Antenna use on the rise as pay TV slides

March 15, 2018
According to Parks Associates, the percentage of U.S. broadband households that use digital antennas in their home has steadily increased ...

According to Parks Associates, the percentage of U.S. broadband households that use digital antennas in their home has steadily increased to reach 20% near the end of 2017, up from 16% in early 2015. The research house says the increase coincides with a steady decline in pay TV subscriptions and an increase in over-the-top (OTT) video subscriptions.

"Increasingly, consumers are cobbling together their own bundles of content sources. Digital antennas are experiencing a resurgence as consumers consider over-the-air TV and OTT video services as alternatives to pay TV," said Brett Sappington, Parks' senior director of research. "The percentage of 'Never' households (households that have never subscribed to pay TV services) has held steady, and the percentage of households actually cutting the cord has increased between 2015 and 2017. Antennas are an affordable source for local channels to these households."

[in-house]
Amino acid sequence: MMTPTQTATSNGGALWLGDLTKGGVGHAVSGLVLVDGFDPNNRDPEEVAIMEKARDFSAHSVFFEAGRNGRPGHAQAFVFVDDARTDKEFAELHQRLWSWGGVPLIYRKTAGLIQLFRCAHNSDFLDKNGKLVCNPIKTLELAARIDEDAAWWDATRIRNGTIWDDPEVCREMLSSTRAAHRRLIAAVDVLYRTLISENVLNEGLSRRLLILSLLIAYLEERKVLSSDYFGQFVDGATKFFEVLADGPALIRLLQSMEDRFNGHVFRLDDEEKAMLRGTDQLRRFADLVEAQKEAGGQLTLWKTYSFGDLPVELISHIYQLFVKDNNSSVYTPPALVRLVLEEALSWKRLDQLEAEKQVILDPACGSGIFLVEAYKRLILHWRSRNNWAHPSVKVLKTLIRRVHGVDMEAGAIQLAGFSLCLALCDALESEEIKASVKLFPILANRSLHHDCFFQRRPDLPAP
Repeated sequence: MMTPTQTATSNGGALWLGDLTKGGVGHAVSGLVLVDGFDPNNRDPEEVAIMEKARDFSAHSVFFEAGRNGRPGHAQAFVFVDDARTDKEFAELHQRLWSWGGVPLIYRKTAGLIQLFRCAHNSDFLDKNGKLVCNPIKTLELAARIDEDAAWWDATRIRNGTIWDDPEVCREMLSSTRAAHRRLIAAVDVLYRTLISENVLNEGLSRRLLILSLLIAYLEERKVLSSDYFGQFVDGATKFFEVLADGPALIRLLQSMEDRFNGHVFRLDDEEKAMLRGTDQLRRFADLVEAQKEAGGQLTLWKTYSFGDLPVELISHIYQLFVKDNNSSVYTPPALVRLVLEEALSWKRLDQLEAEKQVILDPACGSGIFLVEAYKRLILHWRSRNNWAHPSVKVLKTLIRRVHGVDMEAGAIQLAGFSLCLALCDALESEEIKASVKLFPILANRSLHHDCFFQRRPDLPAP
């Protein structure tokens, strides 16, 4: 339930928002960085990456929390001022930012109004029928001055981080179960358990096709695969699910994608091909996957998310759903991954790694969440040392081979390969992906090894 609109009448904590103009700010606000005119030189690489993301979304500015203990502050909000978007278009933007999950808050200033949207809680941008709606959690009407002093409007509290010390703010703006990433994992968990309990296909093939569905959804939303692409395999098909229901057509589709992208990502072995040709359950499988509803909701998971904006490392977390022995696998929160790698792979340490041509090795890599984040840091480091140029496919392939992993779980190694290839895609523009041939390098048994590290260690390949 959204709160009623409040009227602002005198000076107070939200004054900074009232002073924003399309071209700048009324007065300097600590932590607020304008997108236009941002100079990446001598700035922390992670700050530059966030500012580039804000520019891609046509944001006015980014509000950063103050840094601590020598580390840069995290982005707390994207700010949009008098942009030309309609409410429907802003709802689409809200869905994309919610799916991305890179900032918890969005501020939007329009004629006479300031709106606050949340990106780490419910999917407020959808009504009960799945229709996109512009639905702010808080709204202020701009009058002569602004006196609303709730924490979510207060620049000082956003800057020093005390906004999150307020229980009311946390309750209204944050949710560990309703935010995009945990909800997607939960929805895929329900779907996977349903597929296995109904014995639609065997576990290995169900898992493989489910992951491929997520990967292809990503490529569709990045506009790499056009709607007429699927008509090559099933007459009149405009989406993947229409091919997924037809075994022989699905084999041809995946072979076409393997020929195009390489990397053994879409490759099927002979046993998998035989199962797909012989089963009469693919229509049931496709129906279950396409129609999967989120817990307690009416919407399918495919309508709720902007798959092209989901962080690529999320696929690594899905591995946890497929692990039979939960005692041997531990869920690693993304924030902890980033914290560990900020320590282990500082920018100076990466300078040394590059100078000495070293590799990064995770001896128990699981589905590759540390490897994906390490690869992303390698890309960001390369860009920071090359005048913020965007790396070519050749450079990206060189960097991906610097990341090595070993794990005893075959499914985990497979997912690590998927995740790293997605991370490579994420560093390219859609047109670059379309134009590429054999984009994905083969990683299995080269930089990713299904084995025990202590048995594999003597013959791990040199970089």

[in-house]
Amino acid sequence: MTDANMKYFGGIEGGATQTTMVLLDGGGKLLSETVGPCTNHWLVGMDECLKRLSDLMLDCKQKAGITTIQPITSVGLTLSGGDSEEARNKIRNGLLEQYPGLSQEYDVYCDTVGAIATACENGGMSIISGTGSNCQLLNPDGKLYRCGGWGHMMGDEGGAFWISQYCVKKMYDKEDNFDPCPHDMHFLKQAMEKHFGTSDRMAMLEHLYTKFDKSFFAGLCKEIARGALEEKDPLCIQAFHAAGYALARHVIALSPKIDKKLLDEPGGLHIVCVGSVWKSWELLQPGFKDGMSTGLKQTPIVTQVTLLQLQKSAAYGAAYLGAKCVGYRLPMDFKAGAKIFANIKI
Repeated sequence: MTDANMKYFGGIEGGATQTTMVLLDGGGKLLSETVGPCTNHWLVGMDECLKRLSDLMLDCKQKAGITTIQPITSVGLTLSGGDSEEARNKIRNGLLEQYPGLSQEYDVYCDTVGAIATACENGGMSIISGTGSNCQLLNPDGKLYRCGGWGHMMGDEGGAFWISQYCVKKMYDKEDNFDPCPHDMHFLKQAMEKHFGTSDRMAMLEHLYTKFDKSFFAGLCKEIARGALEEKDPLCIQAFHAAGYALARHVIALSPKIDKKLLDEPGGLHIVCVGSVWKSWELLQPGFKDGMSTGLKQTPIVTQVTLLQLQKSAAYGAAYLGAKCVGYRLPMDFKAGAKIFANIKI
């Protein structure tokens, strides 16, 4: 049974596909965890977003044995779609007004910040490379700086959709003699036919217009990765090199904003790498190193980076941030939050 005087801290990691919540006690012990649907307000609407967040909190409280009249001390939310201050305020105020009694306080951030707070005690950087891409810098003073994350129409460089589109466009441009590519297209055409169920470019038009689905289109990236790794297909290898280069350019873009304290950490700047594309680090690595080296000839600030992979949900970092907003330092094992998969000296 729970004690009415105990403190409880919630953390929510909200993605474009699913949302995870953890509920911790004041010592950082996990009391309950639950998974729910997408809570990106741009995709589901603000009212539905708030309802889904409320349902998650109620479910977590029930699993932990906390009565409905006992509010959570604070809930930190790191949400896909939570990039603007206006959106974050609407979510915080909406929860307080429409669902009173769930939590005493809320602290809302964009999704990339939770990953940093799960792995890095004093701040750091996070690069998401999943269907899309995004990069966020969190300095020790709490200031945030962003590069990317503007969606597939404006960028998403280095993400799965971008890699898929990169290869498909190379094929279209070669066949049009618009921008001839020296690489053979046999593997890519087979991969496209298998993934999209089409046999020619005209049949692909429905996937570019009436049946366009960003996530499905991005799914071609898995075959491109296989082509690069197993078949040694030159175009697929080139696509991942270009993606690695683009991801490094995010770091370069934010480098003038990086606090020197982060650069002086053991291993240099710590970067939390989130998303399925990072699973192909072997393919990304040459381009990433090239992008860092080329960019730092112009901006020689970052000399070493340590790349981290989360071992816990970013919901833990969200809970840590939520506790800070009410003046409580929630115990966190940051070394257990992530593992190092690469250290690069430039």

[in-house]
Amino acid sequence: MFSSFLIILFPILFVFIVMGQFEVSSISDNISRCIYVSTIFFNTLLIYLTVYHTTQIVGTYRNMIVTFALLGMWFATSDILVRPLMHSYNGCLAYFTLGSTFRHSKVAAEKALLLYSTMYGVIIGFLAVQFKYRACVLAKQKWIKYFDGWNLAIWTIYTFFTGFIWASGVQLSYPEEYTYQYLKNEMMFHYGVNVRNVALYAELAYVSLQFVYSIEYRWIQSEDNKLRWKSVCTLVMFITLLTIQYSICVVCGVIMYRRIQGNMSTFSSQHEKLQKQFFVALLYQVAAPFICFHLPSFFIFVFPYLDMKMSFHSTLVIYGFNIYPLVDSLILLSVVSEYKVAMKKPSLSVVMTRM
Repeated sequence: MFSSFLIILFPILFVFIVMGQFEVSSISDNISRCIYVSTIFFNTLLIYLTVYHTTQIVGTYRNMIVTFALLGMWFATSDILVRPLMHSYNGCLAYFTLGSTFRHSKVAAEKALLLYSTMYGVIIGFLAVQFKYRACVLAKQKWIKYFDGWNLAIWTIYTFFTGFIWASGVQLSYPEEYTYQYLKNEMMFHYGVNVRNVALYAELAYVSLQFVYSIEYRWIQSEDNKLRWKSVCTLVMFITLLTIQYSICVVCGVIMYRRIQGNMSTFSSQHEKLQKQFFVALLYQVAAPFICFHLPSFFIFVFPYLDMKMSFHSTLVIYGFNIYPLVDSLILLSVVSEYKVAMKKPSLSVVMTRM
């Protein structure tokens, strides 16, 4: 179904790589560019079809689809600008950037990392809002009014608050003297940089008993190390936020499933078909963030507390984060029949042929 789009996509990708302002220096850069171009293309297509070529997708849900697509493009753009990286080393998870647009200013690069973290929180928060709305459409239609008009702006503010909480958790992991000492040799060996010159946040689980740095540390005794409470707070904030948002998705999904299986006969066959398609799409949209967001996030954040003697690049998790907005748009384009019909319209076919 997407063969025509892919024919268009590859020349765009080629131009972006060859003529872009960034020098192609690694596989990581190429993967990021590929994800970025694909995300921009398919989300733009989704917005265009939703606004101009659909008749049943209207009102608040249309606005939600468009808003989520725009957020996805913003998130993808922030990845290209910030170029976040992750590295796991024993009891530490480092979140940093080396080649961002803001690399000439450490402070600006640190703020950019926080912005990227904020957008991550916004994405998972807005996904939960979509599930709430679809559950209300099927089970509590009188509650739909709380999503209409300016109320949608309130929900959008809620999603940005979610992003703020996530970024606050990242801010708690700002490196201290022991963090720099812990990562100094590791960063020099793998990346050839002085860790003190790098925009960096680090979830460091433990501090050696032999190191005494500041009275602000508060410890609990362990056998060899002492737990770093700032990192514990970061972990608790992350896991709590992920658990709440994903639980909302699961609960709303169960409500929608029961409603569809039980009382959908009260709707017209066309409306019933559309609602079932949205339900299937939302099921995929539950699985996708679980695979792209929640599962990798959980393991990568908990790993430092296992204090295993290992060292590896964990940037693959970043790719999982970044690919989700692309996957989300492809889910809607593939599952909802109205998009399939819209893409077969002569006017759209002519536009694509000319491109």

Parks believes that high cost and low price/value perception dominate reasons for service cancellation and bundle shaving. More than 50% of the households that have switched, shaved or cut the cord say the service is "not worth the cost."

"Pay TV providers need to address this value perception gap and re-establish their role as the consumers' source for interesting content," Sappington said. "Opportunities are available. Only 46% of pay TV subscribers are aware that they can access video-on-demand content from their operator, including free programming. Many indicate that they want to purchase online video services through their pay TV provider and to access the service through their channel guide."

Other findings indicate:

  • 63% of subscribers who cannot currently restart programs from the beginning find that feature to be appealing.
  • 17% of consumers who cancel their pay TV service would have stayed with their provider if there were no monthly fees for their set-top boxes.
  • Average fees for standalone broadband have increased nearly 25% since 2010.
  • 20% of WiFi households experience problems with coverage in their home.